A Boxing Rivalry Steeped in Tradition

By Beacon Staff

WHITEFISH – They have nicknames like Elk Slayer, Raider and Hurricane. What they lack in formal boxing training they make up for in unyielding tenacity, youthful vigor and relentless haymakers.

For these high school scrappers, there are no bad punches, just missed punches.

After all, nobody’s handing out style points at the Cat-Dog Smoker, a boxing event where the storied athletic rivalry between Whitefish and Columbia Falls culminates in stirring fashion at the end of each school year.

“You get a chance to knock somebody out from the opposing school – you can’t go wrong with that,” said Cameron Fauth, a senior from Whitefish High School who was one of 28 boxers at this year’s June 2 smoker.

The first Cat-Dog Smoker was held in 1975. It was the brainchild of Whitefish basketball and baseball coaching legend Julio Delgado, who had gotten the idea while playing college baseball at Gonzaga University. At Gonzaga, a boxing smoker was held every year pitting Gonzaga participants against Carroll College boxers to raise funds for the baseball team.

When Delgado took over the Glacier Twins baseball team in 1975, he started an annual fundraising smoker of his own, at first with two matches per year: one in Whitefish High’s gym and another in Columbia Falls’ gym. Initially only Twins players participated – Whitefish kids matching up against Columbia Falls teammates.

As more high school students began participating, Delgado said school district officials grew wary and the event was moved to Memorial Field, where it has been held once per year ever since. Delgado, who coached the Twins for 20 years, is no longer involved with the smokers, though he remembers them fondly. He said they were major spectacles for the Flathead, raising up to $20,000 every year for the Twins.

“In those days we would have a complete sellout, three to four thousand people,” Delgado said. “We had some epic, epic matches.”

Among the most memorable matches, Delgado said, were three fights between Bill Sapa, who is part owner of the Blue Moon, and Wayne Hunt in the late 1980s. Hunt and Sapa won a fight apiece in their first two matches, setting the stage for a highly anticipated third and final bout. In a split decision, Hunt came out the victor.

“They were just awesome fights,” Delgado said.

Benny Bee Jr., a disc jockey at Bee 98.5 and a ringside announcer at this year’s smoker, said he grew up in Whitefish with an understanding that the smoker embodies both the toughness of the Cat-Dog rivalry and the camaraderie of small-town Montana.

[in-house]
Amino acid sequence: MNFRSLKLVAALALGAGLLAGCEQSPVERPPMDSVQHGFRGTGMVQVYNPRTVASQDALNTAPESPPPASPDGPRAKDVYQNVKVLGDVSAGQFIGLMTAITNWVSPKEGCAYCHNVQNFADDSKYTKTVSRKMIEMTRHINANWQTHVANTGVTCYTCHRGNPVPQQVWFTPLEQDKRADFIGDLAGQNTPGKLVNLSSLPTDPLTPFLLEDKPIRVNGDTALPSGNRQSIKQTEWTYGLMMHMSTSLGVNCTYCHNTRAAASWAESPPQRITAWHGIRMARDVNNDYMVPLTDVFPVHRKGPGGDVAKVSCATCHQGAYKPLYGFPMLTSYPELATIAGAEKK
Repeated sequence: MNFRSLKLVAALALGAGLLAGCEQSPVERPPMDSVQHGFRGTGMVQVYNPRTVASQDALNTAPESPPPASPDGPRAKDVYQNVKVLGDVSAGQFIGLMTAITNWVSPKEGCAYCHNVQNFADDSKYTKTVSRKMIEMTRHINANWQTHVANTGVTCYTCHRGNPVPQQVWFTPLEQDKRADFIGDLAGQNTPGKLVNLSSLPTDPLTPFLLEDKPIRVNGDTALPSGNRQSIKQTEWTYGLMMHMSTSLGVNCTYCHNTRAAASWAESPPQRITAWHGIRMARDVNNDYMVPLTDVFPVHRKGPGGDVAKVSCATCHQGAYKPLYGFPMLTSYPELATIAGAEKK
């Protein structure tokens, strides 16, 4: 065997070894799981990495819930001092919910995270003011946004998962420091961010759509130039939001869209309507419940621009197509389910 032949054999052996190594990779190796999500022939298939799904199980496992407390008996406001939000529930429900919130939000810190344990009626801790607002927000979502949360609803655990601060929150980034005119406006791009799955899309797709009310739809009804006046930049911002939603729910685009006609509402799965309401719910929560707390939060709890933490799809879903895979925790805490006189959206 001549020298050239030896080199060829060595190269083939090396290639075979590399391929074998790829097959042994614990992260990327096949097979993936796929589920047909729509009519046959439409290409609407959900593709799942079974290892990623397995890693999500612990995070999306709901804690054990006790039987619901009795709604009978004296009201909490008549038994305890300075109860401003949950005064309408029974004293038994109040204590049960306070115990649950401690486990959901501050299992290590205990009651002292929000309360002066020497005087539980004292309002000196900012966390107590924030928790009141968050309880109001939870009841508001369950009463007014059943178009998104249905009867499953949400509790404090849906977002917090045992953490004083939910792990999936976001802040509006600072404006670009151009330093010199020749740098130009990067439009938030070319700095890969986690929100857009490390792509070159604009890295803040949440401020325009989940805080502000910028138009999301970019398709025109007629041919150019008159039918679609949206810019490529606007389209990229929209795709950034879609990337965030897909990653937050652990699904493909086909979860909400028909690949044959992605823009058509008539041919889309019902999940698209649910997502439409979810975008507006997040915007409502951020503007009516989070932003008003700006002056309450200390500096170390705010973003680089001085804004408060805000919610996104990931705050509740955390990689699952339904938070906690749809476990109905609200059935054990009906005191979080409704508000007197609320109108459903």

“Anytime there was a grudge between kids, this was the place to settle it, but friendly,” Bee said.

The Cat-Dog Smoker has ringside doctors, announcers, ring girls and judges. Fighters, all under 21 years old and mostly from high school, are required to attend a series of training sessions, after which they are paired together by weight and ability for the smoker. Then from the moment the opening bell sounds, the young boxers begin swinging and don’t stop until the final bell. The crowd is reliably rowdy.

“It takes a lot of guts for kids to get in front of 2,000, 3,000 people and put it on the line,” Delgado said.

In one of the most compelling matches of this year’s smoker, Columbia Falls’ Kassie “The Hurricane” Hebert proved worthy of her nickname. Fighting an opponent with a half-foot height advantage in Ariel Ducote, Hebert approached the fight like a bull. Leading with her head, the feisty Hebert would throw wide haymakers that often found their way to the side of Ducote’s head.

During the last round, Hebert landed a series of six haymakers, causing the crowd to let out a collective and loud, “Ohhhhh!”

In the night’s other girl fight, Columbia Falls senior Brittaney Wilson said she didn’t intend on fighting her schoolmate and friend Gabriele Freeman, but shortly before the smoker began she learned there were three Columbia Falls girl participants and only one from Whitefish. So Wilson and Freeman had to fight each other, and Freeman got the worst of it.

“She’s a little angry at me,” Wilson said of her defeated friend after the fight.

As has been the case for several years, the main attraction at this year’s smoker, though not officially the main event, was Columbia Falls senior Michael “Raider” Hader. The all-state wrestler and football standout scored the only knockout of the night with a three-knockdown victory over Whitefish’s Brian Flickenger.

With a raucous Columbia Falls fan section chanting, “Hader, Hader, Hader,” the wiry southpaw fired out of his corner and dropped Flickenger to the mat only seconds into the first round. He knocked Flickenger down again in the second and then again in the third, which turned out to be the final blow.

Of the 14 fights, Columbia Falls officially won eight, though Wilson’s victory counted as a win for Whitefish. In recent years, Columbia Falls has dominated the event, which is still the largest fundraiser for the Twins.

Fauth, who had never boxed before the training sessions, may have lost his fight, but he still considered it a fine way to cap off his high school career.

“I figured I might as well go out swinging,” Fauth said.